4. The system sends an email message with a (random, unique, single use, time limited) code.
  5. The system asks the user for the code.
  6. The user gets the code from the email account, and types it in the system.
  7. If the code matches... If the email was found in step 3, the system grants access. The email exists in the system and the person proved they have access to the email. Otherwise, you can tell the person that the email is not in the database, and indicate what are the next step (is there some registration process?).

If the email can't be sent. The email the user did enter is not valid. Tell the user.

If the system is asking for the code, let the user: 1) request the code to be sent again (with some delay, let us not let people use this to spam others. You may add a captcha, not for checking if the user is human, but to slow them down and make it tedious to use this to spam). 2) abort the process and start over.

Keep in mind that with this approach the person never has to see the search results. The only way to get access as another person is to have access to the email of that other person. Either that person has the email compromised, or they granted this access.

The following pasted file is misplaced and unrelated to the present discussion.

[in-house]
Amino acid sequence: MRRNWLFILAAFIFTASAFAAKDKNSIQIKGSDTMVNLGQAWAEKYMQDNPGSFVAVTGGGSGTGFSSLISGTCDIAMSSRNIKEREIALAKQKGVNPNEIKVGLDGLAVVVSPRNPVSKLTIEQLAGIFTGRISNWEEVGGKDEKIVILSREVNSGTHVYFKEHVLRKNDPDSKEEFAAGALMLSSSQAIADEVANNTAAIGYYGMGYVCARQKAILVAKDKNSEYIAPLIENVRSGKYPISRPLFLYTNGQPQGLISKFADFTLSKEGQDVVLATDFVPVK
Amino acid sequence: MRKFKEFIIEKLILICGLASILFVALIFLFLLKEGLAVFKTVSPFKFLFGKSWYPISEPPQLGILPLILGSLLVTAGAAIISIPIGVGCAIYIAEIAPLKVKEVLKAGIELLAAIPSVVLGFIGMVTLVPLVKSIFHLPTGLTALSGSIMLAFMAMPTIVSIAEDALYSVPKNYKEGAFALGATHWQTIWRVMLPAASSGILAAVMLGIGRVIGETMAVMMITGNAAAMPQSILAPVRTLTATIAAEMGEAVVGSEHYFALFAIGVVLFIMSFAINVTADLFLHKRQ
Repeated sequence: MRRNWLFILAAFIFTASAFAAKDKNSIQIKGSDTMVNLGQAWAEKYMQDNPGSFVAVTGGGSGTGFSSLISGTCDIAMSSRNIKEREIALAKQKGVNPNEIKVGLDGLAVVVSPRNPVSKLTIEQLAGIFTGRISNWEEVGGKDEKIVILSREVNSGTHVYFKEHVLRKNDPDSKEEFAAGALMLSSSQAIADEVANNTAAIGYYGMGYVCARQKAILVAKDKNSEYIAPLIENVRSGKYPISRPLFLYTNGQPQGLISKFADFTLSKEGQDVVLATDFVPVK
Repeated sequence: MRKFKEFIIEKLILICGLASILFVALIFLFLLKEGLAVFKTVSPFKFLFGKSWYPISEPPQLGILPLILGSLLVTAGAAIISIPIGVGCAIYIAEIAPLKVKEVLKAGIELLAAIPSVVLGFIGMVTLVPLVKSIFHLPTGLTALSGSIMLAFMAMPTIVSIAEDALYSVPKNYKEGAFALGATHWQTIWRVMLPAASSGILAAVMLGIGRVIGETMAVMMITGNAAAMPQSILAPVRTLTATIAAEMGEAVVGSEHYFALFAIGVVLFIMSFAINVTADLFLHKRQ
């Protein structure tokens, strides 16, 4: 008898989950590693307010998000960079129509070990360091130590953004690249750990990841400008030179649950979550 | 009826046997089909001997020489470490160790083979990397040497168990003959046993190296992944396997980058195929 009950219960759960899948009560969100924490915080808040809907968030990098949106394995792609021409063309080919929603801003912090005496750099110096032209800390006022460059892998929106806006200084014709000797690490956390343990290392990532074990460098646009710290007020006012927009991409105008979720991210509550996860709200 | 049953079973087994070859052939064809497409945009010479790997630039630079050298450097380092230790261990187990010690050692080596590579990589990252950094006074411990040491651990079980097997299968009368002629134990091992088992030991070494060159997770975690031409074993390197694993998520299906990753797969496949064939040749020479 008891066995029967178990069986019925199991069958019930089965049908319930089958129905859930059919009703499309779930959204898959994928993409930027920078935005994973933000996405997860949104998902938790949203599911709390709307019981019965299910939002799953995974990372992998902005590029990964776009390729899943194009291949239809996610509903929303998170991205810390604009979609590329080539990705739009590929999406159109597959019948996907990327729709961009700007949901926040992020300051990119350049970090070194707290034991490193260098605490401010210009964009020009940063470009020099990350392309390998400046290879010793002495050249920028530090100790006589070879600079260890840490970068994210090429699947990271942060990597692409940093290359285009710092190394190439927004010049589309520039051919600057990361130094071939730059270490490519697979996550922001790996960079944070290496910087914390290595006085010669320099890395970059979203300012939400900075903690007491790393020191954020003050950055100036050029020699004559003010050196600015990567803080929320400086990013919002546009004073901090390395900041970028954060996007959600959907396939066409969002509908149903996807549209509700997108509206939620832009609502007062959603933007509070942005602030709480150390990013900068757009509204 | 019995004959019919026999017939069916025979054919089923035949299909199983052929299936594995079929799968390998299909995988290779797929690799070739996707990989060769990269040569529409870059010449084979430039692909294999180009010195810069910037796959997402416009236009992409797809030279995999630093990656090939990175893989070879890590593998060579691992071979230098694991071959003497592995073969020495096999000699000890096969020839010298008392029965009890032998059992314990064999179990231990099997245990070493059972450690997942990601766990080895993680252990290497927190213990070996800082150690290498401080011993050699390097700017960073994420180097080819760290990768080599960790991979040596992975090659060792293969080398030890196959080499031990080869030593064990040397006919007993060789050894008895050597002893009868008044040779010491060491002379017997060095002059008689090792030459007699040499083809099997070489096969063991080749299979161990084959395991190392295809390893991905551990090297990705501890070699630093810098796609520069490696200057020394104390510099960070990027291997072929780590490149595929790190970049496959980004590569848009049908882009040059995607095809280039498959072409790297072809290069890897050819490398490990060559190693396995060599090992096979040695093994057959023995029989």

Note: I'm not suggesting to tell people right away if the email was not found, because that could allow the user to figure out who is in the system by typing the emails of people they know. Also know that this could become an inconvenience for users (a single typo would be annoying). If you add text telling people to double check, people learn to ignore it.


By the way, if you can build the above system on top of what you have. I believe there should not be a technical limitation to implementing passwords. I will not cover how to store passwords here. Hint: you don't. You can research that if you are interested.

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  • We have been considering the approach of modeling a completely separate authentication solution for our users in defiance of the central authority as a way to provide better service to our customers. I really like your email suggestion. My biggest concern is the user experience, since they are "signing in" via a kiosk... and I'll have to think about that more.
    – Cowman
    Feb 5, 2020 at 6:57
  • @Cowman Well, the idea of the email could work with any other messaging solution, perhaps that opens some possibilities. Sending MSN to a cellphone is a common alternative. Perhaps ux can help.
    – Theraot
    Feb 5, 2020 at 14:29